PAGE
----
LAST August, Richard N. Perle, the former Bush administration adviser who advocated strongly for the Iraq invasion, found himself surrounded by antiwar demonstrators on the Mall in front of the Washington Monument.

He didn’t want to be there, but for “The Case for War,” a documentary laying out his arguments, his producers insisted that he confront his most emotional critics, with television cameras rolling, to add journalistic balance. He clearly looks uncomfortable in the film, to be shown on PBS in two weeks. “It wasn’t a particularly pleasant experience,” Mr. Perle said in an interview. “What you don’t see is a long period where they are hurling epithets at me.”

For six consecutive nights beginning April 15 PBS will turn over two hours of prime time to “America at a Crossroads,” a series of 11 programs, including Mr. Perle’s, meant to engage debate over contentious post-9/11 issues, from the origins of Islamic fundamentalism to the perceived tradeoffs the United States has made between security and liberty.

Getting past the epithets hasn’t been easy. The series was conceived in 2004 by the Corporation for Public Broadcasting, the entity that administers federal money for public radio and television, to prove to Congress that public television was worthy of its more than $300 million annual subsidy. Even now Congress is debating the White House’s request to cut public broadcasting’s funds by 25 percent.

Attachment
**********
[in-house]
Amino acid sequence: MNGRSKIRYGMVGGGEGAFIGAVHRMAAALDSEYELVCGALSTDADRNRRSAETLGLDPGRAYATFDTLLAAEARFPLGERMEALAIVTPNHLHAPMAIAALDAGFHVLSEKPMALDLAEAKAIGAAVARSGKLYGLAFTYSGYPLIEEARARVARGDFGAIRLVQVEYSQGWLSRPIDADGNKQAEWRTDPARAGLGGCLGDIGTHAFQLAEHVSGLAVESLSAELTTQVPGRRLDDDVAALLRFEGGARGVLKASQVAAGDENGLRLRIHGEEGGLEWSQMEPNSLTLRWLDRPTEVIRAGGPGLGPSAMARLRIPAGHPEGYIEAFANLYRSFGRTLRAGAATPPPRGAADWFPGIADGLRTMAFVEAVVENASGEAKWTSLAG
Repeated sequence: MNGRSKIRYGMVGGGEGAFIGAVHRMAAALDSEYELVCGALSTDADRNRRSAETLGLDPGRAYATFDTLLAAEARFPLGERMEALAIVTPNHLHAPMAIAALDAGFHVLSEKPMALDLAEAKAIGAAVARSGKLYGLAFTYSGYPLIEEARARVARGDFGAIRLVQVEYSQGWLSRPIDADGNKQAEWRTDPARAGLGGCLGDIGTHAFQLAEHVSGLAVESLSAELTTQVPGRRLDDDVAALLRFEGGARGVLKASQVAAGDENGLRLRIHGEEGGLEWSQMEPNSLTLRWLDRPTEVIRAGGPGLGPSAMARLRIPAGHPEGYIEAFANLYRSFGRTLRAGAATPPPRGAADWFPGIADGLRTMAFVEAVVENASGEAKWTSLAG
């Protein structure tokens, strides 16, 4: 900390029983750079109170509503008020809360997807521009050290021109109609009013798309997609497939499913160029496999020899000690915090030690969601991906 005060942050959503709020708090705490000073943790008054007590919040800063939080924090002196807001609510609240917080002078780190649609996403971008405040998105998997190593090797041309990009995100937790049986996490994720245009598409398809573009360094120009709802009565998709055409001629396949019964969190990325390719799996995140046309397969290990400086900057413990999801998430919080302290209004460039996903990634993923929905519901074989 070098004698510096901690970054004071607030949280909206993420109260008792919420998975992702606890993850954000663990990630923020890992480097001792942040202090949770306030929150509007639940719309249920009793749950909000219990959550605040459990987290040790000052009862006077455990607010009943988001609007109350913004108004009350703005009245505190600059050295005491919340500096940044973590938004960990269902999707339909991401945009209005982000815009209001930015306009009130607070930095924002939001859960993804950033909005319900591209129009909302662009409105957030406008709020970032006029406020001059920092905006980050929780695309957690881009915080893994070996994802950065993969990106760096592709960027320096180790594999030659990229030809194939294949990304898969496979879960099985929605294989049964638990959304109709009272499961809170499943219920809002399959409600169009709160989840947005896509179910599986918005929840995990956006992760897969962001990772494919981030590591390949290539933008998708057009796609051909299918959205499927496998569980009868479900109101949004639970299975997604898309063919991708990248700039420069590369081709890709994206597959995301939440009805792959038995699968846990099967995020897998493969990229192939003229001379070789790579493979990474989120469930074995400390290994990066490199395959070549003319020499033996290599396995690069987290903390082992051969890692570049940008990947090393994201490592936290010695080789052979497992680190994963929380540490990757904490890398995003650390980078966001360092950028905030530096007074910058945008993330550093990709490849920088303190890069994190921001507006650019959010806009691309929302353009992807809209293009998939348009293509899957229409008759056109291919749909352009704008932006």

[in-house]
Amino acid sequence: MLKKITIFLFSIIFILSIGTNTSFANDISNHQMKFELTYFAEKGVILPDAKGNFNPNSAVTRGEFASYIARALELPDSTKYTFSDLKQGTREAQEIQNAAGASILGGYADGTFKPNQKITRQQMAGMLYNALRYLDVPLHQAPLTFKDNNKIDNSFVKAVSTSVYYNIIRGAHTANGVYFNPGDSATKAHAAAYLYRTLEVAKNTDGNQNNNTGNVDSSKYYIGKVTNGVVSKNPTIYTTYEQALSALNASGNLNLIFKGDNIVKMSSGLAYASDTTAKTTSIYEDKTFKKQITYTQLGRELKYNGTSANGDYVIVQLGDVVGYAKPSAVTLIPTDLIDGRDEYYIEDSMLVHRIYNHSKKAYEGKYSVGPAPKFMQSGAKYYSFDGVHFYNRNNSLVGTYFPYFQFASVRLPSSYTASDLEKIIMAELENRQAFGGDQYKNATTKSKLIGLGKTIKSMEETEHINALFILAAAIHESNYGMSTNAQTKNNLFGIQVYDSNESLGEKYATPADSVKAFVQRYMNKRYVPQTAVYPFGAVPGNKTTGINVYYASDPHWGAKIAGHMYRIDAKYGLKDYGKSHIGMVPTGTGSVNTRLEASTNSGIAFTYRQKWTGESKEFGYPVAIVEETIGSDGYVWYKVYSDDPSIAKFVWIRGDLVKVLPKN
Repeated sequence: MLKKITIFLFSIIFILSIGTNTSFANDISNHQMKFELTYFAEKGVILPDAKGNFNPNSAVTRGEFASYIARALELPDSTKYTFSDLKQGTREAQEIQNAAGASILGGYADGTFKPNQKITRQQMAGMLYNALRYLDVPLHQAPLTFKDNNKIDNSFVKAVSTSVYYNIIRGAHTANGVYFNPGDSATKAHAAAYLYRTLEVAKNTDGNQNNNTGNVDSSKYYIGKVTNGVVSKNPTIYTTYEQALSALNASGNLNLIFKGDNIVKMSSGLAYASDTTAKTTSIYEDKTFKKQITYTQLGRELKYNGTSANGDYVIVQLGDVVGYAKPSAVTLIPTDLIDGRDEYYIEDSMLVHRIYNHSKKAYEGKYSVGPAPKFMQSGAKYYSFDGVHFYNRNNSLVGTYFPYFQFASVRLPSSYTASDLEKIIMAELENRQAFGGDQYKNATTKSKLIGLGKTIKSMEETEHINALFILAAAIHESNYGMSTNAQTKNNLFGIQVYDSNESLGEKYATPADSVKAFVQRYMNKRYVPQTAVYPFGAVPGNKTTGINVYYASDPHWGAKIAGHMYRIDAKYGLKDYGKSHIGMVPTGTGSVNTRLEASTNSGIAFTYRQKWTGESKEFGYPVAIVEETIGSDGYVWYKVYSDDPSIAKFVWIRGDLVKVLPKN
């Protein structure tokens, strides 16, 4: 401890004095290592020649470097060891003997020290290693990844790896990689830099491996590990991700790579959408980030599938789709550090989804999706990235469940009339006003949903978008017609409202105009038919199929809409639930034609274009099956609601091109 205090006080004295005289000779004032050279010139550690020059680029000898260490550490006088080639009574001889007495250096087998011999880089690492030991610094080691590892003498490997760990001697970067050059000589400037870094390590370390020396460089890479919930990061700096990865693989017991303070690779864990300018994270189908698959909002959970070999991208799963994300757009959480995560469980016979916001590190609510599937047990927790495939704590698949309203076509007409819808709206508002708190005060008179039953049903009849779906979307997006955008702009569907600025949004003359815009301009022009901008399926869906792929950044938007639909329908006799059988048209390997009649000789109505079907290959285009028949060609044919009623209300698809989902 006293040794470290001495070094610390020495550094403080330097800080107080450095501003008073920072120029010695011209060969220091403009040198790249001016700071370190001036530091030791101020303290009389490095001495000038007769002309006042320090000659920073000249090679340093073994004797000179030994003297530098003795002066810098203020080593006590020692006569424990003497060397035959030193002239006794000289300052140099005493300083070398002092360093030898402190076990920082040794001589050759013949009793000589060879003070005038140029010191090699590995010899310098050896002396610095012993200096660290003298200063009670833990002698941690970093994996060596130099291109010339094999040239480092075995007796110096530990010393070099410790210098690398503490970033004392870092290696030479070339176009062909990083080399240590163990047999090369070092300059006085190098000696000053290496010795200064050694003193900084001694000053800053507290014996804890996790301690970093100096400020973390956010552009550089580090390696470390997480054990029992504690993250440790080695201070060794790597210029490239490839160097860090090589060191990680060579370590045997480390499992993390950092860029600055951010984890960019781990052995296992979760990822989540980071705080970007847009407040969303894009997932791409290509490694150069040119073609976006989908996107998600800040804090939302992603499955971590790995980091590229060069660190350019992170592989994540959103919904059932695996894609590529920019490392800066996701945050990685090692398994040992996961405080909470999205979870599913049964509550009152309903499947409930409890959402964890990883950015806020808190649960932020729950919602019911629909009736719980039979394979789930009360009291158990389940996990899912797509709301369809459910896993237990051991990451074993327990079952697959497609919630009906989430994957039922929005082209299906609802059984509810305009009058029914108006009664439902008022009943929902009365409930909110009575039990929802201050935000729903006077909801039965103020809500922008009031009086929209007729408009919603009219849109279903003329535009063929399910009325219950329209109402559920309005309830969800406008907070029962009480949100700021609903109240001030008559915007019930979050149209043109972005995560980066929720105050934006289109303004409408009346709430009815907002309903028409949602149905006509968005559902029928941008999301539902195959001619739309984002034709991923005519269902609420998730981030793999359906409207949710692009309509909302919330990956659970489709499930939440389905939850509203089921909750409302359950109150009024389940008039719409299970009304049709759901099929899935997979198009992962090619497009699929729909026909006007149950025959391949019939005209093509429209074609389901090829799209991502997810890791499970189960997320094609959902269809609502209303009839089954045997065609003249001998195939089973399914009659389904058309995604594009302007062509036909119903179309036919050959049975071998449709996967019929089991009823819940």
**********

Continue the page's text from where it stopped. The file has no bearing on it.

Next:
The corporation financed the series with $20 million in federal money, an enormous sum for chronically struggling independent filmmakers. But, perhaps inevitably, such a charged project became caught up in the nation’s culture wars.

At a “Crossroads” briefing in New York in March 2004 filmmakers angrily vented concerns that the series was being politically manipulated. Their ire was directed at Michael Pack, then the corporation’s senior vice president for television. He had been brought in the year before to diversify the voices on public television, a mandate that included financing more conservative programming to balance a lineup that his superiors perceived as overly liberal.

Skeptical PBS programmers, who have autonomy over their schedule, had to be persuaded to show the series, even as relations with the corporation deteriorated amid revelations that its chairman, Kenneth Y. Tomlinson, had improperly monitored PBS for the political leanings of some guests. Mr. Tomlinson was forced out in November 2005. Delays while a new team did its own due diligence pushed the air date back.

Given all that was happening behind the scenes, the project was “inevitably going to be seen in a political context,” said Robert MacNeil, the longtime PBS journalist.


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